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Automobile Traffic and the Driver’s Consciousness in America

02.20.2014
(remember this post? No? I didn’t think so.)

A Prologue

Try this. Get yourself on a freeway. Something in a not-too-overcrowded section of town but still with a substantial amount of traffic. Get in the fast or the next-to-fast lane. Set your cruise control to six miles above the speed limit (the average according to studies on urban driving). See how far you can get without having to brake for a car. It shouldn’t be too far. While in cruise control, look around you, see how many cars carry a steady speed, see how many stay in a lane appropriate to their speed in relation to others. See how depressed/annoyed this makes you.

Why are Americans such bad drivers? Is it the cell phones, the constant made-easy-by-fast-food food consumption, the kids, the loud music, the too-powerful-for-our-own-good cars, the upsurge in immigration giving us indigenous a bad name?

Or is it that we are herd animals, incapable of judging things for ourselves independent of others. I have been in cars where drivers vary their speed by as much as twenty miles an hour in a single stretch of highway, never noticing the fluctuation, much less the reason it has occurred. Interstate driving on open stretches of road is a good place to feel bad about humanity: witness the cars around you speed up faster and faster into the open lane in front of them, seemingly desperate to catch up to a line of slower traffic, all for the purpose of…? Being close to one another? Euphoric camaraderie? See how the car behind you will speed up until right on your tail and, seemingly content with this position, stay there until you move over–then, panicking, no longer a leader in front of him, quickly cut you off and slow down to speeds far lower than just a few seconds ago, causing you to hit the breaks or move back into the lane you’ve just been forced out of.

The psychology of placing oneself within a group so as to lessen the pressure of personal responsibility is evident all over our highways. The fact that this conversely endangers the group is lost on the driver. As long as one is going with the flow, these drivers feel, the flow cannot hurt one and one is not responsible if it does or if it hurts others. Lack of responsibility is perhaps the most dangerous attitude held by American drivers today. Propelling a 4,000 pound object through crowded areas of people and/or other 4,000 pound objects is not an act to be taken lightly. It is shocking how little attention is paid by the majority of drivers to the destructive power of one’s own vehicle while one is operating it. It kills far more people annually than any other civilian activity.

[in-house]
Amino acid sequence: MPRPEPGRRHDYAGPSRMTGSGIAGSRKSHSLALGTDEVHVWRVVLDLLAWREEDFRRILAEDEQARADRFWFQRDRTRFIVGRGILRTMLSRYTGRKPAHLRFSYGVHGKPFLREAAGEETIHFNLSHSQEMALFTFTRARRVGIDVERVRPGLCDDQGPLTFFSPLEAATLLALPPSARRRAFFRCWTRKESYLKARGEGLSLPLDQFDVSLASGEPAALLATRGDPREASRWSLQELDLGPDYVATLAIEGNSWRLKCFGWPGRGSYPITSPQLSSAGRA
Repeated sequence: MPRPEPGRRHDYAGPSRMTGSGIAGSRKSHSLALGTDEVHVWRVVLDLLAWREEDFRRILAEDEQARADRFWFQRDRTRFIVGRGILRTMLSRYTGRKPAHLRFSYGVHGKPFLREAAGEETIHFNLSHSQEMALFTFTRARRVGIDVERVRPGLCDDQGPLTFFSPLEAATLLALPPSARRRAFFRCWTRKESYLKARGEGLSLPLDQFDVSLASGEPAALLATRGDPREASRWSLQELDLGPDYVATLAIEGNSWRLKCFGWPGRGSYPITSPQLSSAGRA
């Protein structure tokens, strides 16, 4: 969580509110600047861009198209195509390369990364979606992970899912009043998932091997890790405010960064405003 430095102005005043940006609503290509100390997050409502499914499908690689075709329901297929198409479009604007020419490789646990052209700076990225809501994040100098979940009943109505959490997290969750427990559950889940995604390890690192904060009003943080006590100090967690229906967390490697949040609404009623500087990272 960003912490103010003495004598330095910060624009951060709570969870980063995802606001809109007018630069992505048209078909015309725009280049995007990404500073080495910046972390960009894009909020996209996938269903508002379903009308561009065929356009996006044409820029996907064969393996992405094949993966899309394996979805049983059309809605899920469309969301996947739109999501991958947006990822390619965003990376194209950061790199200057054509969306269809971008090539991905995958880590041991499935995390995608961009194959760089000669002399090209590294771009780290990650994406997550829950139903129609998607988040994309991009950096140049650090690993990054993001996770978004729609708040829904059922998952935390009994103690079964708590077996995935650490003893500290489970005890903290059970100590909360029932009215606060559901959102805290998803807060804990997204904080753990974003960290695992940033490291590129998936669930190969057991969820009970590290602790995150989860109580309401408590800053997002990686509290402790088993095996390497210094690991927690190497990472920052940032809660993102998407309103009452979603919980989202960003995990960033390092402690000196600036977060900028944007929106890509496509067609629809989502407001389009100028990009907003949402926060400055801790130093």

And yet we persist in considering it a right, a right of passage, handing out licenses with little effort or trouble, attaching to them little sense of responsibility. At 15 and 16 the rules of the road are learned desultorily, by rote, as one would study fractions, and the actual road test is an easy twenty minutes nearly every kid can pass. After that, nothing.

To die in a car crash has become the most banal way to die. As a statistic, it is the basest, the most common, like being buried in a mass grave, or a potter’s field. Vehicular manslaughter is oftentimes seen as a remorseless offense. And why not? Without instilling an appropriate level of driver accountability, who is to blame when (aptly named) accidents happen to kill people?

As a driver, you are nearly 3 times more likely to be killed by a car–your own or someone else’s–than a gun*. As a pedestrian, you account for around 12% of those fatalities. Most of these deaths occur within residential areas or urban centers, and are perpetrated by civilians not involved in any way with automobile commerce, i.e. those driving for pleasure or running personal errands or getting food or drink. This is crazy.

*these numbers do not include guns turned on oneself; nor do they similarly include suicide using vehicles; shockingly, two-thirds of gun deaths nationally are suicides

 

[…the rest of this not-at-all-ranty essay will be about more boring things like the ways in which freeway driving has killed our culture, the death of neighborhoods along freeway corridors and abuse of eminent domain, the anxieties engendered by daily traffic-laden commuting, the effect of traffic stress on the health of our society, the effect of traffic on our society’s loss of individualism, the soullessness of Interstate (capital “I”) driving, the woeful discomfort of driver’s seats, the low-on-the-totem-pole position of traffic cops, the absence of God on the highway, the meaning of what it means to move over the earth at 100 mph, the meaning of the word “asshole” used in an inter-vehicle context, the meaning of those road signs the yellow ones with the squiggly line and a stripe down the side, and more…]

deer vs man

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